—> Micro and Small Enterprises advances (MSE sector) – will be reckoned under the overall priority sector target
—> Export credit – no target
—> Advances to weaker sectors – 10 per cent of ANBC
—> DRI (Differential Rate of Interest Scheme) loans – one per cent of the total advances outstanding as at the end of the previous year

* The targets/sub-targets are linked to Adjusted Net Bank Credit (ANBC) (net bank credit plus investments made by banks in non-SLR bonds in HTM category) or Credit Equivalent amount of Off-Balance sheet Exposure, whichever is higher, as on March 31st  of previous year

57. What is the minimum tenor of Domestic Term Deposits?

The Minimum tenor of a domestic term deposits is seven days.

58. What is IFRS?

IFRS stands for International Financial Reporting Standards. IFRS standards are set by an international body known as IASB. The objectives of IFRS are to establish a single set of high quality global accounting standards that can be adopted by several companies across countries and continents. More than 120 countries have already adopted or are at an advanced stage of implementing the IFRS at their national level. Countries, like, Australia, the UK, countries in the European Union and several countries in Africa have already moved toward IFRS. Countries, like, Brazil, Canada and India are shifting their national standards to IFRS in the next one year. The US has been making a slow progress from its USGAAP standards to IFRS and it may take several more years for complete convergence.

India is adopting IFRS in stages. Companies in Nifty and Sensex indices will shift to IFRS with effect from April 1, 2011. Banks will shift to IFRS with effect from April 1, 2013.

59. Who regulates MFIs in India?

Reserve Bank of India regulates only those Micro Finance Institutions (MFIs) that are set up as Non-Banking Financial Companies, like, SKS Microfinance Limited. There is no formal regulator for other MFIs in India. Now, there is a proposal to bring all MFIs under one central legislation.

60. How much entry load shall investors pay while investing in mutual funds in India?

With effect from August 1, 2009, the capital market regulator SEBI banned entry load on mutual funds. As such, investors need not pay any entry load for investing in mutual funds. However, some equity mutual funds usually impose exit loads after one year from the date of purchase.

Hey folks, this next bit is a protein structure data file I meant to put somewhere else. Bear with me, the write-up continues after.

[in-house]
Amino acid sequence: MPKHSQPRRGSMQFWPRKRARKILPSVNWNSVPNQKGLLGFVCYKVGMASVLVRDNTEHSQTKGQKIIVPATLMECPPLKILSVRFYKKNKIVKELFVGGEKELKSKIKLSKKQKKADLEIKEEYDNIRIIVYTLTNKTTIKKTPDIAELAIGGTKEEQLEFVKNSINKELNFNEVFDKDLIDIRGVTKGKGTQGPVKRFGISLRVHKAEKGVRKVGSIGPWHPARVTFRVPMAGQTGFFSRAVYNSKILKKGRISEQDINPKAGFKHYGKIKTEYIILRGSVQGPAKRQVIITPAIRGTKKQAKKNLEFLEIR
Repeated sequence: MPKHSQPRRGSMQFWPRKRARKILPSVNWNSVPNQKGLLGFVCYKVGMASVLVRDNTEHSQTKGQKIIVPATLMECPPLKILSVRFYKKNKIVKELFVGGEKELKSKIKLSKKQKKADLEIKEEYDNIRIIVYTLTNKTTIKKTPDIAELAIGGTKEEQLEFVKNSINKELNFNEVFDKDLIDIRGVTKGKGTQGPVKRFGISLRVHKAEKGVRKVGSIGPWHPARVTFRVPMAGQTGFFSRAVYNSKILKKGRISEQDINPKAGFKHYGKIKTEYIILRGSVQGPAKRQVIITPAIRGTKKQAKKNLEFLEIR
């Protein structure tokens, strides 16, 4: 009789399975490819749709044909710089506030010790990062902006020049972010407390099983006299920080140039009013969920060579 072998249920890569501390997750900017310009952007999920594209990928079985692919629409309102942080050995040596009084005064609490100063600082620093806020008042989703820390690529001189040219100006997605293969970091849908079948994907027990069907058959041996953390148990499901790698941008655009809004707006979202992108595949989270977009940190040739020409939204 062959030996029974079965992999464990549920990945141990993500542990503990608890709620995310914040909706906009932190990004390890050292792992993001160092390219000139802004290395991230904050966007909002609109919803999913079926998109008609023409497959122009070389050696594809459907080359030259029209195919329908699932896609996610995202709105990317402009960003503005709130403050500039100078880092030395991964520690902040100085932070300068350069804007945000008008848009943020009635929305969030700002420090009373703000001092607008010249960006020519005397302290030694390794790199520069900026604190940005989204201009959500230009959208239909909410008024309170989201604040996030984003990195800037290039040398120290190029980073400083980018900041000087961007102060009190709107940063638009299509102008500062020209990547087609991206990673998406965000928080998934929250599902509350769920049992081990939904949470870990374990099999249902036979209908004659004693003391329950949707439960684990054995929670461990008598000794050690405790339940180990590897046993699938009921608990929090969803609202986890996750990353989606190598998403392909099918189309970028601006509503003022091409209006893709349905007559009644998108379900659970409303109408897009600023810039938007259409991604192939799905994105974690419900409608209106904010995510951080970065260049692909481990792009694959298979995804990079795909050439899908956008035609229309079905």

61. What is the maximum amount up to which RBI can penalize Banks?

The maximum penalty that be imposed by RBI on banks is Rs 5 lakh in one instance.

62. As per RBI, what percentage of NPAs shall banks maintain as compulsory loan provisioning?

RBI has stipulated that banks shall make compulsorily make a loan provision of 70 per cent of their bad assets, known as Non-Performing Assets (NPA). This is known as PCR, provisioning coverage ratio.

63. Why have been stock market indices rising continuously for more than a year in India?

Reasons for the strong rally in Indian stock markets:

  • Foreign Institutional Investors (FIIs) have put in a total of USD 25 billion in Indian stock market so far in calendar year 2010
  • India’s GDP is growing at more than eight per cent. Even in 2010-11, India’s GDP is expected to grow by 8.5 per cent
  • Companies are recording strong sales and net profit growth
  • Indian companies’ fundamentals are strong
  • Compare to the economies of the US, Europe and other developed world, Indian economy is not much affected by the global financial crisis. As such, international investors have been more optimistic about India’s growth.

64. Whether bank deposits attract any income tax concessions?

Under Section 80 C of the Income Tax Act, bank deposits of five-year tenure enjoy tax concession up to a maximum of Rs one lakh in a financial year.

65. Are there any restrictions on banks opening new ATMs?